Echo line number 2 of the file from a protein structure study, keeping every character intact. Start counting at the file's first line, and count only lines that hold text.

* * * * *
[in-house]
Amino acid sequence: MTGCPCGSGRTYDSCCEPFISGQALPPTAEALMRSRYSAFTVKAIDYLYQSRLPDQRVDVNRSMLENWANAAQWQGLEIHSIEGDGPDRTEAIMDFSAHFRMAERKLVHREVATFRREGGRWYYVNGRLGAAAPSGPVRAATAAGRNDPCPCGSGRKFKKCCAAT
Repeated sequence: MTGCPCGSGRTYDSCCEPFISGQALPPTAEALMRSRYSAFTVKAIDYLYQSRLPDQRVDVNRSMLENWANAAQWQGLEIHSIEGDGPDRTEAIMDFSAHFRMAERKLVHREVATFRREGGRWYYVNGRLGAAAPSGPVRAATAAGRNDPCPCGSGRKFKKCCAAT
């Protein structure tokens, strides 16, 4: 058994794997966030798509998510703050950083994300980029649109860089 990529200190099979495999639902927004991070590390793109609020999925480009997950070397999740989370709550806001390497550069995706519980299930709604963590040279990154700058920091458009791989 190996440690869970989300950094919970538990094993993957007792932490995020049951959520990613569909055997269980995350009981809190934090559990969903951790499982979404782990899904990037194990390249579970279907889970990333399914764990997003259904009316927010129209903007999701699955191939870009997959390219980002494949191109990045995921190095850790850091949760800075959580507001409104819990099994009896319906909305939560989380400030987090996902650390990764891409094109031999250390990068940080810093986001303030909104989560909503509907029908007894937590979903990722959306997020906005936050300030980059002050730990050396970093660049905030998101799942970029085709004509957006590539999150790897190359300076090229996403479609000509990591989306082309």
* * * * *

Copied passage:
Amino acid sequence: MTGCPCGSGRTYDSCCEPFISGQALPPTAEALMRSRYSAFTVKAIDYLYQSRLPDQRVDVNRSMLENWANAAQWQGLEIHSIEGDGPDRTEAIMDFSAHFRMAERKLVHREVATFRREGGRWYYVNGRLGAAAPSGPVRAATAAGRNDPCPCGSGRKFKKCCAAT